Given that the source of that snarl was our own nasty bit of business, I think it important to note that he/shedoes not like anything much. Freeland is going to be very helpful to the new government, Not only does shehave a flexibility with languages to deal with other countries , she has spent time studying the subjects thatmust all come together to develop our economy.
She may not live up to the high expectations. But she is out there trying, not chipping away on a blog.
Posted by Anonymous to Our Town and Its Business at 26 November 2015 at 09:50
Chipping away or commenting to a blog may be the only part of our so-called freedom still available.
There are days and circumstances when it's not apparent.
The Minister's academic background is an assurance of intelligence. The requirement for her new responsibilities however, is judgement. Not the same thing. By any measurement, better to be slow and sure than make mistakes and have to spend time recouping loss.
The new government has been given a shot by the electorate at improvement and there's plenty of room for that. For our own sake, probably most of us have a vestige of hope.
Mistakes are cumulative. Sometimes it only takes one to sink a career. Politics and academics are not the same. Truism has never been more true.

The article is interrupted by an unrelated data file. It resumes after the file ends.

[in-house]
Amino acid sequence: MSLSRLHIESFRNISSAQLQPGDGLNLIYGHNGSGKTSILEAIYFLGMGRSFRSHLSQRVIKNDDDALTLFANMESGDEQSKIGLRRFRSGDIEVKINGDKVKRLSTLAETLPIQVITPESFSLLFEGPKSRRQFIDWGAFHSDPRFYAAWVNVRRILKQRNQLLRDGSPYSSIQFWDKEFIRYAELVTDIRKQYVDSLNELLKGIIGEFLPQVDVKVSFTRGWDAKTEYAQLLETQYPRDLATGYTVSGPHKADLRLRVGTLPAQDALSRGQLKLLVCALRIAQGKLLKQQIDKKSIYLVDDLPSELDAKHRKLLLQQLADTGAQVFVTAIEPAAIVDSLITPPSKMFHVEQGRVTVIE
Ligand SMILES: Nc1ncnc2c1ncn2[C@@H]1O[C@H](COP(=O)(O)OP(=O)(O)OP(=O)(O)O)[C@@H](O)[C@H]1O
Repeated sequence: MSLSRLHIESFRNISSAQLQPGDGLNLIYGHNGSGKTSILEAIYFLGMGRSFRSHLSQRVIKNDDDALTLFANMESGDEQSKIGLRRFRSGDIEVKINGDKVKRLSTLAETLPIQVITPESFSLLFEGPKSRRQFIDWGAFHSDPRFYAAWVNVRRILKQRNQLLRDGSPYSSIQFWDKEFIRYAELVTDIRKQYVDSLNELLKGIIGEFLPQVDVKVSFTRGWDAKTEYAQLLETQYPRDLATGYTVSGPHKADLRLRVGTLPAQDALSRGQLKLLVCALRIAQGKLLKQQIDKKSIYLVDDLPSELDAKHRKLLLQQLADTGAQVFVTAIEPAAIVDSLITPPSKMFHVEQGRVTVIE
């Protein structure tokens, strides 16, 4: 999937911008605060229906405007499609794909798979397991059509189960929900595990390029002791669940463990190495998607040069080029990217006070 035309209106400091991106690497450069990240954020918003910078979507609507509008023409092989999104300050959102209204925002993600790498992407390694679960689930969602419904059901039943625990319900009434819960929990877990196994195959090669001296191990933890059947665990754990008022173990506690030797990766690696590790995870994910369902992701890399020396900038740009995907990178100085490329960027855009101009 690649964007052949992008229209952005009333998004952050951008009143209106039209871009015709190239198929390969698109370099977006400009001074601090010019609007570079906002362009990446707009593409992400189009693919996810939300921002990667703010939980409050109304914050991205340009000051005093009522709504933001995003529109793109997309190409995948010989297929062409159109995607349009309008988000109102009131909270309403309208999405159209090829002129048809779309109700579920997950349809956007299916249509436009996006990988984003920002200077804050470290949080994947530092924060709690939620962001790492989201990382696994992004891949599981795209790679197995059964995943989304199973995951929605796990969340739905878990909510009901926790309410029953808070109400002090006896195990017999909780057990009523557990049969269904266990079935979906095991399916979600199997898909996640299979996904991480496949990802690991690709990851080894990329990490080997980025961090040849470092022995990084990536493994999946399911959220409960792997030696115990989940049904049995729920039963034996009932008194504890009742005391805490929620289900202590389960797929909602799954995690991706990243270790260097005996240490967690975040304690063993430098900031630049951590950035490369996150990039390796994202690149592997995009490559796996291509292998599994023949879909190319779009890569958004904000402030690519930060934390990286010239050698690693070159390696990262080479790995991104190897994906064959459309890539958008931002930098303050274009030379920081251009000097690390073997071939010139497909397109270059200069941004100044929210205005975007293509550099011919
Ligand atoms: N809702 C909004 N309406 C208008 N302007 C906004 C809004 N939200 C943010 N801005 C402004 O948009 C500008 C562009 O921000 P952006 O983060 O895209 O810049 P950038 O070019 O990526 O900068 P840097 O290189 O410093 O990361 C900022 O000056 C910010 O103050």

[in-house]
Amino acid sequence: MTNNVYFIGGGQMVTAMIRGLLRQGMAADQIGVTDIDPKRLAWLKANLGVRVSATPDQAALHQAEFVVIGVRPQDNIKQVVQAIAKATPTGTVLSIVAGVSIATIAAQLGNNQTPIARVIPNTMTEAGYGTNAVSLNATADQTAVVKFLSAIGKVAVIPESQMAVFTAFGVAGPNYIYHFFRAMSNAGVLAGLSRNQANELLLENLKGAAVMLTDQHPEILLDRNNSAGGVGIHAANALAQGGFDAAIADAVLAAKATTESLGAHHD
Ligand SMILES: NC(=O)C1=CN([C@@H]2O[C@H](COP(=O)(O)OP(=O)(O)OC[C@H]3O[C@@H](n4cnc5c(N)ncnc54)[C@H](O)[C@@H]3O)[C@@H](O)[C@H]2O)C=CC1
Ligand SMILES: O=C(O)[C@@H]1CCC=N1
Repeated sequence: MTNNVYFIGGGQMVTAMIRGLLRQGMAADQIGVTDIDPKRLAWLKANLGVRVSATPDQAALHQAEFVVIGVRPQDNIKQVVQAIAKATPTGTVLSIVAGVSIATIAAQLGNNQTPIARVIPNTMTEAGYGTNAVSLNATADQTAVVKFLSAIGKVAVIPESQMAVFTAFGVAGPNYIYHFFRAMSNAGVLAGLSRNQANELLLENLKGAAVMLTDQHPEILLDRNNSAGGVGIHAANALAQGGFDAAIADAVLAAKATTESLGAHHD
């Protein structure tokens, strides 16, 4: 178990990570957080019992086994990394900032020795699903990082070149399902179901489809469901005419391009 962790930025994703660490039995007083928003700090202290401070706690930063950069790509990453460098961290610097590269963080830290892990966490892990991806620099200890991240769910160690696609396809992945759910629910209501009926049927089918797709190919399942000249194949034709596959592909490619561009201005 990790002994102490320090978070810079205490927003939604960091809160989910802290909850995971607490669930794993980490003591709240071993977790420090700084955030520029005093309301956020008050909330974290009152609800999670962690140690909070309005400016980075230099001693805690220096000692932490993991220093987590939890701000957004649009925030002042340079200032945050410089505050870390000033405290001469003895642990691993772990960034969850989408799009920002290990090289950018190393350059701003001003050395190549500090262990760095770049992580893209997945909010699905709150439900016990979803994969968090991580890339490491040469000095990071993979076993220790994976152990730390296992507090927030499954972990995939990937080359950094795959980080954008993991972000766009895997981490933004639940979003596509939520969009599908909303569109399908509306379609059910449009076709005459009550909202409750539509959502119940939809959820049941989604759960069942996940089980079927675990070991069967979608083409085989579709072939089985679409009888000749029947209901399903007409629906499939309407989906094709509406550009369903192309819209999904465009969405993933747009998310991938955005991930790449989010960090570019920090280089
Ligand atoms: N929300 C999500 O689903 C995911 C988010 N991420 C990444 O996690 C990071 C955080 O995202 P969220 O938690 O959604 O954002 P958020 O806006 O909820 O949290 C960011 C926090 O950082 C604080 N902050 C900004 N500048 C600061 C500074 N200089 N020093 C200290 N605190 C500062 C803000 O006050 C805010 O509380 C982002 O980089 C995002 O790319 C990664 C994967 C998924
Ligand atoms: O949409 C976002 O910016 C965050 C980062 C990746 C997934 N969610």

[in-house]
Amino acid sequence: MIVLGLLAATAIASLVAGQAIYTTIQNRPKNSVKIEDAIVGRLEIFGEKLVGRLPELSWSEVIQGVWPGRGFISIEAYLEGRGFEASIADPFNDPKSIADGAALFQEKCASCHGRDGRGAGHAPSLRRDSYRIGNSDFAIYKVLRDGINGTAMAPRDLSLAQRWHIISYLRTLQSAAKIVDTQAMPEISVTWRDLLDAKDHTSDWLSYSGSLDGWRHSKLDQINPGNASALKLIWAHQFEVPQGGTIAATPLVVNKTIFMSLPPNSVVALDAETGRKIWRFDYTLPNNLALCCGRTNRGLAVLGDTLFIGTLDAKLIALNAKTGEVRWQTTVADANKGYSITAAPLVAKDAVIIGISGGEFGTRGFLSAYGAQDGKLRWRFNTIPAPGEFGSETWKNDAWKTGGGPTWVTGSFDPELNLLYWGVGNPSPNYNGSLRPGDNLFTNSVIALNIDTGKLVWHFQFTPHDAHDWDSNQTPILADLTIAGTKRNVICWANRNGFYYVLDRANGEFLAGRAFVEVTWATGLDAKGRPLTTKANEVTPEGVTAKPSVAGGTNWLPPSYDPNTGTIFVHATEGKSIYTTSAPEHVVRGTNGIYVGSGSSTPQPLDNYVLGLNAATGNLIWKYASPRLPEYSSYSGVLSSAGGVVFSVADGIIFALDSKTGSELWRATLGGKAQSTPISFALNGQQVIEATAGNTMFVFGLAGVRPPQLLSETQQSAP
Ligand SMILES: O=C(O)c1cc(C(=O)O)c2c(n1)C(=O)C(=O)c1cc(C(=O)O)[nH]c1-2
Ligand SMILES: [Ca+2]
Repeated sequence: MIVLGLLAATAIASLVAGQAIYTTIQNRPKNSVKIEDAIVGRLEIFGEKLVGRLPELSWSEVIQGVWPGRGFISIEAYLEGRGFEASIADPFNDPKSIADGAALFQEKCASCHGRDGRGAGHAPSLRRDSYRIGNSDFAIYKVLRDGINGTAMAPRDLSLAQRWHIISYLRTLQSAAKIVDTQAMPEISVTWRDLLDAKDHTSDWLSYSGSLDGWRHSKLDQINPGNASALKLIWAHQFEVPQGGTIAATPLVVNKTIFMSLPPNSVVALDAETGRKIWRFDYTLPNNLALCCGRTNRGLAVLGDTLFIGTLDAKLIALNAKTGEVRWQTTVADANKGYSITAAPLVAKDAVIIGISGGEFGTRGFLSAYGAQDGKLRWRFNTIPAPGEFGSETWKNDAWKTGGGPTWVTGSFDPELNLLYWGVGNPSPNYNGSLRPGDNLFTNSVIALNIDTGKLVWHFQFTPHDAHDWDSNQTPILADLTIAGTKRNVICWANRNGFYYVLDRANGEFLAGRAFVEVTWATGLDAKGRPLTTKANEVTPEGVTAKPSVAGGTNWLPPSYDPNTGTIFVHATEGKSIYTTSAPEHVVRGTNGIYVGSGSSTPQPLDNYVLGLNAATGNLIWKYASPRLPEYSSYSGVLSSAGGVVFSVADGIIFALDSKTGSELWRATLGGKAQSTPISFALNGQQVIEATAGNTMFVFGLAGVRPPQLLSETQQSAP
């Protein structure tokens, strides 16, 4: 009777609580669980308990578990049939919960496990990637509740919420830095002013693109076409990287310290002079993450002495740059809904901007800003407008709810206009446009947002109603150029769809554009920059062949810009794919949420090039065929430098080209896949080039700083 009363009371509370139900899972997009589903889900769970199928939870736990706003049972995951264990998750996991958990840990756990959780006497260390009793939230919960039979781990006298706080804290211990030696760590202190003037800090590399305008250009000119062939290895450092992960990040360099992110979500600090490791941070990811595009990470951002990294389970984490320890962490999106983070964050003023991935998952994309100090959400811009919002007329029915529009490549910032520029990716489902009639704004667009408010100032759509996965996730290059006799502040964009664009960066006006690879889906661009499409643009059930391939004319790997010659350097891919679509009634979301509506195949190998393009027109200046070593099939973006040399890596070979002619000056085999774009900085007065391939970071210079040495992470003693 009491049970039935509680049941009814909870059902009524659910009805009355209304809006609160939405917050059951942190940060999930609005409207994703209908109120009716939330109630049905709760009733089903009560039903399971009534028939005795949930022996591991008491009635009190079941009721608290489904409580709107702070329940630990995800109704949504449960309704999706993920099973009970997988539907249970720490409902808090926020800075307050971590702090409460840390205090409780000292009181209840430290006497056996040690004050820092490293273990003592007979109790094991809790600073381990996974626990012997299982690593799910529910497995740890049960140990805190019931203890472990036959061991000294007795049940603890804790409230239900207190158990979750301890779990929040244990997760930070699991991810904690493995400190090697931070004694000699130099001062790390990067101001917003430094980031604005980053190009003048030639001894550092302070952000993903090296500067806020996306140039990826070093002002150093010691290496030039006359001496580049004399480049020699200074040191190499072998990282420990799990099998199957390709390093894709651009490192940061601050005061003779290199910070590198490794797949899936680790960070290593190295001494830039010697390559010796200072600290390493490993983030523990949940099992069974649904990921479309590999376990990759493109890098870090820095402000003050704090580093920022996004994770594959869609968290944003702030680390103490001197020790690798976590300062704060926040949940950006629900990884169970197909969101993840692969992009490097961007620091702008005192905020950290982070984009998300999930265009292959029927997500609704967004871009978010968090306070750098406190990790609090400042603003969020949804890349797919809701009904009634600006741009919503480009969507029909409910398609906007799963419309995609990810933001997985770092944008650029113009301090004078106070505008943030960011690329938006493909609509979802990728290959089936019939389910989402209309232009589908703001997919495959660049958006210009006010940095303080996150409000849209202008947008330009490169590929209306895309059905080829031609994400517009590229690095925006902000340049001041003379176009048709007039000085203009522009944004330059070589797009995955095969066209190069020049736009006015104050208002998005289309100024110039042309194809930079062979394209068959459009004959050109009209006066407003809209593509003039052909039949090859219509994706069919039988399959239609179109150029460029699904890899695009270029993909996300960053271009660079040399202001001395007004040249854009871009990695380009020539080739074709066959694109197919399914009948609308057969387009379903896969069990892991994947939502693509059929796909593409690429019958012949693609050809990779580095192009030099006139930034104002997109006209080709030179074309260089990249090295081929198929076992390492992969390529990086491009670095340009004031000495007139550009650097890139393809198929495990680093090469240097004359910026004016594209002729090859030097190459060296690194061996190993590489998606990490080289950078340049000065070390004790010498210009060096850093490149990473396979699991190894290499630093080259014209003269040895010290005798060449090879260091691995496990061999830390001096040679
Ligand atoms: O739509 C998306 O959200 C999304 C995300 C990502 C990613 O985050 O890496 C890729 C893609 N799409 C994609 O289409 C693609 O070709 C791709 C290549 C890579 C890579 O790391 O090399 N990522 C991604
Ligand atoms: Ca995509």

The refugee crisis was the first test. It wasn't contrived by opposition parties. It was real
Schwashbuckling swagger was absolutely the wrong approach. They did it anyway.
Then they talked to the Provinces and discovered they didn't know what they didn't know.There were partners who needed to be consulted.
I wonder if the Feds know about food banks and how many Canadians, including seniors, are relying on them and food drives and hostels and homeless shelters.
Perhaps more to the point, do the refugees know about food banks, lack of affordable housing and opportunities for young people in Canada to make a living.
The Honorable Eric Hoskings reminded me of the Hungarian Rebellion sixty years ago when he proposed de-commissioned hospitals for refugee housing.
In 1956, Hungarian borders opened for a brief period and thousands made good on an exit.
Some found their way to Scotland.
They were housed in hostels.
Fed typical Scottish fare of porridge and mutton broth with barley .Healthy but ever so humble.
Hospital orderly jobs were available to them.
Behind the iron curtain, people tended to be educated.
As opposed to capitalists,socialists think of skill training and education a sound investment of public
Anyway, Hungarian refugees who landed in Scotland didn't take long to decide they were better off at home in Hungary.
They returned forthwith.
A headline going across the screen today notes a Manulife survey found 38% of Canadians in 2014
did not have enough to cover household expenses.